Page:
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Education Lab is a yearlong project to spark meaningful conversations about education solutions in the Pacific Northwest.

January 28, 2014 at 5:00 AM

Imagine ‘Jeopardy!’ in science: Bellevue club could best Alex Trebek

Science Infinity Club regional winners (left to right) Rahul Chaliparambil, Neha Nagvekar, Dhruvik Parikh and Veenadhari Kollipara. In back is alternate Sagarika Samavedi. (Contributed photo)

Science Infinity Club regional winners (left to right) Rahul Chaliparambil, Neha Nagvekar, Dhruvik Parikh and Veenadhari Kollipara. In back is alternate Sagarika Samavedi. (Contributed photo)

While most of us are sleeping late on Saturday mornings, dozens of Eastside students are sitting in front of their computers for 8 a.m. Skype sessions on atomic energy, physics and life science.

Last weekend, five of these kids — all of them middle schoolers involved with the Bellevue-based Science Infinity Club — traveled to Portland and won the regional competition of the National Science Bowl.

Next stop: Washington, D.C., for nationals in April.

The club, which meets on weekends and after school, includes about 60 students from across the Eastside and as far north as Everett.

Akshath Sivaprasad, a senior at Interlake High School, started it three years ago as nothing more ambitious than a study group for other science-minded teens like himself.

But during the club’s short existence, its members have three times won the regional Science Bowl competition for middle school kids, and next weekend Sivaprasad plans to compete at the high school level.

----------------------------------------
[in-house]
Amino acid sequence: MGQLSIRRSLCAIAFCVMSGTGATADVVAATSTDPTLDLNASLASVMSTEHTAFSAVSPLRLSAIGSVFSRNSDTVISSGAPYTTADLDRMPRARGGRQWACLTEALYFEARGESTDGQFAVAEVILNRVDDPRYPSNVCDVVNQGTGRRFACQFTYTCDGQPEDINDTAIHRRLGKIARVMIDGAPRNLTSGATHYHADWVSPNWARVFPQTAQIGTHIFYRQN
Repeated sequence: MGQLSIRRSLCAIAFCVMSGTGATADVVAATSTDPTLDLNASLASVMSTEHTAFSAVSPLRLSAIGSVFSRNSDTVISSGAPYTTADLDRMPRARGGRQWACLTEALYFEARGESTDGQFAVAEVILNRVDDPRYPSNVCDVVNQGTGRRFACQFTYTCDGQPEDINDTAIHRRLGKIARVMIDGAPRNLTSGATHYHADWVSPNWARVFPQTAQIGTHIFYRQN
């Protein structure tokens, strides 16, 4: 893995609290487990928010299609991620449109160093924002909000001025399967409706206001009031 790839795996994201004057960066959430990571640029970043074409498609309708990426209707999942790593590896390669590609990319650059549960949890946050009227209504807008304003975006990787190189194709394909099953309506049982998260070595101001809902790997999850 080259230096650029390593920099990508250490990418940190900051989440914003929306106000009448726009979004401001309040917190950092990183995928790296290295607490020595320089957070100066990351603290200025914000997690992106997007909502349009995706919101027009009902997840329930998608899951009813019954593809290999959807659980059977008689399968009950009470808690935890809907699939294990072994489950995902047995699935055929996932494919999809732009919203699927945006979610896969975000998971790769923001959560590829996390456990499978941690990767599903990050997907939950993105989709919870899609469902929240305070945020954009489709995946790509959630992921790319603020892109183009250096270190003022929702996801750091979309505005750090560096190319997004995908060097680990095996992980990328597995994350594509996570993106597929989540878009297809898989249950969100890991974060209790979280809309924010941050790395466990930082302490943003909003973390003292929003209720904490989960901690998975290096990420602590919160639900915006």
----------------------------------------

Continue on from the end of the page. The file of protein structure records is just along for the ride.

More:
“I think we have a good shot,” he said.

Sponsored by the federal Department of Energy, the Science Bowl boasts some impressive prizes. Top high school and middle school teams will win $1,000 for their schools’ science departments. Last year Mira Loma High School, of California, won the Grand Prize, a nine-day, all-expenses-paid trip to Alaska for in-depth study of glaciology and plate tectonics.

To get there, they had to endure 17 rounds of grueling, quiz-show style questions. Teams that falter for even a micro-second lose their chance.

“These are sort of whiz kids,” said Ram Rathnam, one of Science Infinity’s parent organizers. “But they’re also very civic-minded. They really like to motivate other kids on tough subjects like explaining how atomic theory works and so forth.”

The skeptical questioner can’t help but wonder: Do the Science Infinity eighth-graders ever know more than their classroom teachers?

“Oh, certainly,” said Rathnam with a laugh.

Are you smarter than a middle-school science whiz? Try out some sample questions from the National Science Bowl.

Comments | More in Math and science, News

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